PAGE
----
How to Write a TypeScript Library

September 2023

Writing modular code is a good idea. And nothing is more modular than writing a library. How can you write a TypeScript library? Well, that's exactly what this tutorial is about! This tutorial works with Typescript 5.x, TypeScript 4.x, TypeScript 3.x and TypeScript 2.x.

Step 1: Setup tsconfig.json

Create a project folder, in this tutorial we'll call it typescript-library. Then proceed to create a tsconfig.json in typescript-library. Your tsconfig.json file should look somewhat like this:

  "compilerOptions": {
    "module": "commonjs",
    "target": "es2019",
    "declaration": true,
    "outDir": "./dist"
  "include": [

Pretty much like a setup for a non-library project, but with one important addition: You need to add the "declaration": true flag. This will generate the .d.ts files (aka declaration files) which contain the types of your code. This way, if someone is using your library and they also use TypeScript, they get the benefits of typesafety and autocomplete!

Regarding the other options, let's quickly go through those: The module compiler option "module": "commonjs" is required if you want your code to run seamlessly with most current node.js applications. Replace this with "module": "esnext" if you're building a library for the browser. "target": "es2015" specifies which version of JavaScript your code will get transpiled to. This needs to be aligned with the oldest version of node.js (or the oldest browser) you want to support. Choosing es2019 as the compile target makes your library compatible with node.js version 12 and upwards. In 2023, this is a good compromise of transpiling to a modern-ish javascript version (which in turn allows for better performance, more terse code, etc.) and still supporting older nodejs and browser versions. If you have a specific reason to go higher (more cutting-edge native JS features needed in the generated files) or lower (stronger backwards compatibility), you may of course change the version. Lastly, "outDir": "./dist" will write your compiled files into the dist folder and the include option specifies where your source code lives.

Step 2: Implement your library

Proceed in the same way, as if you weren't writing a library. Create a src folder and put all the source files of your library (application logic, data, and assets) there.

For this demo, we'll setup a silly hello-world.ts file, that looks like so:

export function sayHello() {
export function sayGoodbye() {

Step 3: Create an index.ts file

Add an index.ts file to your src folder. Its purpose is to export all the parts of the library you want to make available for consumers. In our case it would simply be:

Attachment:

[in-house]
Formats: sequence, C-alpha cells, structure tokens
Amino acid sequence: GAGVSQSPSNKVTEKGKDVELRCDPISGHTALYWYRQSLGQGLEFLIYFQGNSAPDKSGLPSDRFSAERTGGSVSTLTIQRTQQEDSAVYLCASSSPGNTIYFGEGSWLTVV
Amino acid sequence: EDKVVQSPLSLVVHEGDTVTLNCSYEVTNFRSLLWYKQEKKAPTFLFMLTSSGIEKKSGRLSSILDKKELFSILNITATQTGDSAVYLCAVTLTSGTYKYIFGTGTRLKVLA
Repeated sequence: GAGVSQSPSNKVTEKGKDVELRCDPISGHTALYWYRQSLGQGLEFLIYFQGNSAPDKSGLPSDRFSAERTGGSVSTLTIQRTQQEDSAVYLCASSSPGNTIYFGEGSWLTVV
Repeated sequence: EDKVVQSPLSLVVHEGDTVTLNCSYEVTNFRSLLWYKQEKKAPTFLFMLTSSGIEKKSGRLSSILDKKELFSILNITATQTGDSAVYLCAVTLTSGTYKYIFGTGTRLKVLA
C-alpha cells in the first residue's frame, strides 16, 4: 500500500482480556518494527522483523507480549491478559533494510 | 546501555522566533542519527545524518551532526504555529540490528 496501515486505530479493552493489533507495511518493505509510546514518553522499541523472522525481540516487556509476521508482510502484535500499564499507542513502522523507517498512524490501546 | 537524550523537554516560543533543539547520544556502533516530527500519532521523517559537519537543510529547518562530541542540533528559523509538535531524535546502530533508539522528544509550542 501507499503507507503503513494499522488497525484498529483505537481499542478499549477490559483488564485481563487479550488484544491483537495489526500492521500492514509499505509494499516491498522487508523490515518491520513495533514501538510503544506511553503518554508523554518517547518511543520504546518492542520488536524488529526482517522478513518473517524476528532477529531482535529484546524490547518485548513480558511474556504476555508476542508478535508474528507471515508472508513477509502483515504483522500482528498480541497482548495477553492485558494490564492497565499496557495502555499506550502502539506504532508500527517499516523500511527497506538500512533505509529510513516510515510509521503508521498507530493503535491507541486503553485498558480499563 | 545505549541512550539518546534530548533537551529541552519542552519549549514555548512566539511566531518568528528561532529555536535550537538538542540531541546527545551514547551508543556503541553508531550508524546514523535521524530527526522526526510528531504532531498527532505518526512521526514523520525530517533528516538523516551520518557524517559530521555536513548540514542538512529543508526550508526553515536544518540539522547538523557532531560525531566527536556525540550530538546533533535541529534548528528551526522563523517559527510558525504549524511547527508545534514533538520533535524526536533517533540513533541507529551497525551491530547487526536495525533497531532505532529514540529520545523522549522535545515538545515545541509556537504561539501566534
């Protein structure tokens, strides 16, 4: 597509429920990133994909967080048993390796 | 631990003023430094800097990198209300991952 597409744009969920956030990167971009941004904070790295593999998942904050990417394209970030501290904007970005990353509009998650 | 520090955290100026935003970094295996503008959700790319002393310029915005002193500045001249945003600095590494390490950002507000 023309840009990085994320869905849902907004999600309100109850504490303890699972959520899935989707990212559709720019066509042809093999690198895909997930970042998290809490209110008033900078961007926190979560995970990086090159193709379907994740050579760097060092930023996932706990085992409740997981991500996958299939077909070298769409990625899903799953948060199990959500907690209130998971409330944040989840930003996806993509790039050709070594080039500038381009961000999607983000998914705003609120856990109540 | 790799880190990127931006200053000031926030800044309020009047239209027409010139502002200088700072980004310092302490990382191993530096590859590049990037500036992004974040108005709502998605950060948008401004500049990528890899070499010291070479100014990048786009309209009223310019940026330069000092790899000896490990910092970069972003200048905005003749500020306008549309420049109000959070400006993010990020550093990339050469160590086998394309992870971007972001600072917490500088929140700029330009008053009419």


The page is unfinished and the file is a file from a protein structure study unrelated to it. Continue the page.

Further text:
export {sayHello, sayGoodbye} from './hello-world'

The consumer would be able to use the library later on like so:

import {sayHello} from 'hwrld'

You see that we have a new name here, "hwrld", we haven't seen anywhere yet. What is this name? It's the name of the library you're gonna publish to npm also known as the package name!

Step 4: Configure the package.json

The package name is what the consumer is going to use to import functionality from your library later on. For this demo I have have chosen hwrld since it was still available on npm. The package name is usually right at the top of the package.json. The whole package.json would look like so:

  "name": "hwrld",
  "version": "1.0.0",
  "description": "Can log \"hello world\" and \"goodbye world\" to the console!",
  "main": "dist/index.js",
  "types": "dist/index.d.ts",
  "files": [

If you don't have a package yet you can create one with npm init and it will guide you through the process. Remember, the package name you choose will be used by people for their imports, so choose wisely!

There's also one all-important flag in this package.json: You have to declare where to find the type declarations! This is done using "types": "dist/index.d.ts" Otherwise the consumer won't find your module!

The final property files helps you to whitelist the files you want to ship to the npm registry. This is usually a much easier and safer route than using the .npmignore file!

Step 5: Publish to npm

To publish your first version to npm run:

npm publish

If you have a scoped package, for example @myscope/mypackage, then you need to run npm publish --access=public, since the default setting is private and for this you need a paid account.

Now you're all set to go! Consume your library anywhere you want by running:

npm install --save hwrld

and consume it using

import {sayHello} from 'hwrld'

For subsequent releases, use the semver principle. When you make a patch / bugfix to your library, you can run npm version patch, for new features run npm version minor and on breaking changes of your api run npm version major.

Check out the full source of the demo library on github:

The above tutorial contains all the steps necessary to build & publish a working library. However, you should probably also include some unit tests and you might want to test the behavior of your library locally first, without publishing. Here are some more resources for this:

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